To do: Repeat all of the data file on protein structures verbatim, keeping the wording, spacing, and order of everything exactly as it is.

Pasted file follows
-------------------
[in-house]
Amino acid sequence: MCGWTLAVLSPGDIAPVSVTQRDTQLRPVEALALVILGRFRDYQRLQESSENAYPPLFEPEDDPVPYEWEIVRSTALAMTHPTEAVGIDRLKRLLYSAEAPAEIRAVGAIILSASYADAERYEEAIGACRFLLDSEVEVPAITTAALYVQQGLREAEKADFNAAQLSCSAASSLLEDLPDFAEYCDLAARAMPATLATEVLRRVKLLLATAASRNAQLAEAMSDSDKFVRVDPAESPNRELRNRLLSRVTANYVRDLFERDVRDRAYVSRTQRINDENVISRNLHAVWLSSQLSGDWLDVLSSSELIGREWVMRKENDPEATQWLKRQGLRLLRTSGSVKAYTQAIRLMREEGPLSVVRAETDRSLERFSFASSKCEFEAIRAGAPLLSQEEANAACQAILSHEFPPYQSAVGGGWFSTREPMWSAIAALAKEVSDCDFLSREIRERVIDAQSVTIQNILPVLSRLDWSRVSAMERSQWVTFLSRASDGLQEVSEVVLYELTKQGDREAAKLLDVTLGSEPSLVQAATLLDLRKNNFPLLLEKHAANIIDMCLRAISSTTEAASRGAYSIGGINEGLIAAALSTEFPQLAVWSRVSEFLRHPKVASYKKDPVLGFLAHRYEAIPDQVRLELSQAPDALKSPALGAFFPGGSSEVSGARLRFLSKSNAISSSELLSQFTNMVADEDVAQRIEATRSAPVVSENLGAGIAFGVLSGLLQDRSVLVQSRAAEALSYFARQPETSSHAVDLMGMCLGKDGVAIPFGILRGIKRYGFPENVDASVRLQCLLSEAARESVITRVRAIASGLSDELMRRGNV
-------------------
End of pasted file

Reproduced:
[in-house]
Amino acid sequence: MCGWTLAVLSPGDIAPVSVTQRDTQLRPVEALALVILGRFRDYQRLQESSENAYPPLFEPEDDPVPYEWEIVRSTALAMTHPTEAVGIDRLKRLLYSAEAPAEIRAVGAIILSASYADAERYEEAIGACRFLLDSEVEVPAITTAALYVQQGLREAEKADFNAAQLSCSAASSLLEDLPDFAEYCDLAARAMPATLATEVLRRVKLLLATAASRNAQLAEAMSDSDKFVRVDPAESPNRELRNRLLSRVTANYVRDLFERDVRDRAYVSRTQRINDENVISRNLHAVWLSSQLSGDWLDVLSSSELIGREWVMRKENDPEATQWLKRQGLRLLRTSGSVKAYTQAIRLMREEGPLSVVRAETDRSLERFSFASSKCEFEAIRAGAPLLSQEEANAACQAILSHEFPPYQSAVGGGWFSTREPMWSAIAALAKEVSDCDFLSREIRERVIDAQSVTIQNILPVLSRLDWSRVSAMERSQWVTFLSRASDGLQEVSEVVLYELTKQGDREAAKLLDVTLGSEPSLVQAATLLDLRKNNFPLLLEKHAANIIDMCLRAISSTTEAASRGAYSIGGINEGLIAAALSTEFPQLAVWSRVSEFLRHPKVASYKKDPVLGFLAHRYEAIPDQVRLELSQAPDALKSPALGAFFPGGSSEVSGARLRFLSKSNAISSSELLSQFTNMVADEDVAQRIEATRSAPVVSENLGAGIAFGVLSGLLQDRSVLVQSRAAEALSYFARQPETSSHAVDLMGMCLGKDGVAIPFGILRGIKRYGFPENVDASVRLQCLLSEAARESVITRVRAIASGLSDELMRRGNV